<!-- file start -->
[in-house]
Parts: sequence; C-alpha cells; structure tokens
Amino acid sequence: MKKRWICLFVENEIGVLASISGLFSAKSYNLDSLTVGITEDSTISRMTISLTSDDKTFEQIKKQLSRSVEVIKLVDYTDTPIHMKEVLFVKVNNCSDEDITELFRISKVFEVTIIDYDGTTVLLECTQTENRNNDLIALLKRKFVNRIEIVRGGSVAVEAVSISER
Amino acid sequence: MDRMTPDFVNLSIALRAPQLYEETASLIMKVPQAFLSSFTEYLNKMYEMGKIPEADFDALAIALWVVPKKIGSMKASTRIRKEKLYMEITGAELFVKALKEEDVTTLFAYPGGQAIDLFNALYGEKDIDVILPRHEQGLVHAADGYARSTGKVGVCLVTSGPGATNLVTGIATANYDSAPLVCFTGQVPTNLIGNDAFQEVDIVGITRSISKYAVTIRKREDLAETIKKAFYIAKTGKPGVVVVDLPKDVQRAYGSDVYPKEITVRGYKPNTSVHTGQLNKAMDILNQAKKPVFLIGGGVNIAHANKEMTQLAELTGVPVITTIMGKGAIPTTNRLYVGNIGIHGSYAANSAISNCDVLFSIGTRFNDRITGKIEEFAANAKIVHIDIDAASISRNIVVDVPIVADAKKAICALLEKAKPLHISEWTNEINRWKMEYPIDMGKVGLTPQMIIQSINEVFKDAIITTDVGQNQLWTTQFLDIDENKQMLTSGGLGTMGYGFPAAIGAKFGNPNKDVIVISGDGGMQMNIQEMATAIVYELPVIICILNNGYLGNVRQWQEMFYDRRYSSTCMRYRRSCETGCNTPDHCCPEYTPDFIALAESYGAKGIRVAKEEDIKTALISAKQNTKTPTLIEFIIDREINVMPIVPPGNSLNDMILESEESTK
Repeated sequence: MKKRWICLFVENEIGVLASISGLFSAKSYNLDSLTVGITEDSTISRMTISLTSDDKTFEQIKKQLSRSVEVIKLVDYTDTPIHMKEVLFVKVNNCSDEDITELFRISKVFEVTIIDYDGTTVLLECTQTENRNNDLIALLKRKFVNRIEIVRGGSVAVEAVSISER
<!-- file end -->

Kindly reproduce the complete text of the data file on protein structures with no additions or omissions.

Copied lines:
[in-house]
Parts: sequence; C-alpha cells; structure tokens
Amino acid sequence: MKKRWICLFVENEIGVLASISGLFSAKSYNLDSLTVGITEDSTISRMTISLTSDDKTFEQIKKQLSRSVEVIKLVDYTDTPIHMKEVLFVKVNNCSDEDITELFRISKVFEVTIIDYDGTTVLLECTQTENRNNDLIALLKRKFVNRIEIVRGGSVAVEAVSISER
Amino acid sequence: MDRMTPDFVNLSIALRAPQLYEETASLIMKVPQAFLSSFTEYLNKMYEMGKIPEADFDALAIALWVVPKKIGSMKASTRIRKEKLYMEITGAELFVKALKEEDVTTLFAYPGGQAIDLFNALYGEKDIDVILPRHEQGLVHAADGYARSTGKVGVCLVTSGPGATNLVTGIATANYDSAPLVCFTGQVPTNLIGNDAFQEVDIVGITRSISKYAVTIRKREDLAETIKKAFYIAKTGKPGVVVVDLPKDVQRAYGSDVYPKEITVRGYKPNTSVHTGQLNKAMDILNQAKKPVFLIGGGVNIAHANKEMTQLAELTGVPVITTIMGKGAIPTTNRLYVGNIGIHGSYAANSAISNCDVLFSIGTRFNDRITGKIEEFAANAKIVHIDIDAASISRNIVVDVPIVADAKKAICALLEKAKPLHISEWTNEINRWKMEYPIDMGKVGLTPQMIIQSINEVFKDAIITTDVGQNQLWTTQFLDIDENKQMLTSGGLGTMGYGFPAAIGAKFGNPNKDVIVISGDGGMQMNIQEMATAIVYELPVIICILNNGYLGNVRQWQEMFYDRRYSSTCMRYRRSCETGCNTPDHCCPEYTPDFIALAESYGAKGIRVAKEEDIKTALISAKQNTKTPTLIEFIIDREINVMPIVPPGNSLNDMILESEESTK
Repeated sequence: MKKRWICLFVENEIGVLASISGLFSAKSYNLDSLTVGITEDSTISRMTISLTSDDKTFEQIKKQLSRSVEVIKLVDYTDTPIHMKEVLFVKVNNCSDEDITELFRISKVFEVTIIDYDGTTVLLECTQTENRNNDLIALLKRKFVNRIEIVRGGSVAVEAVSISER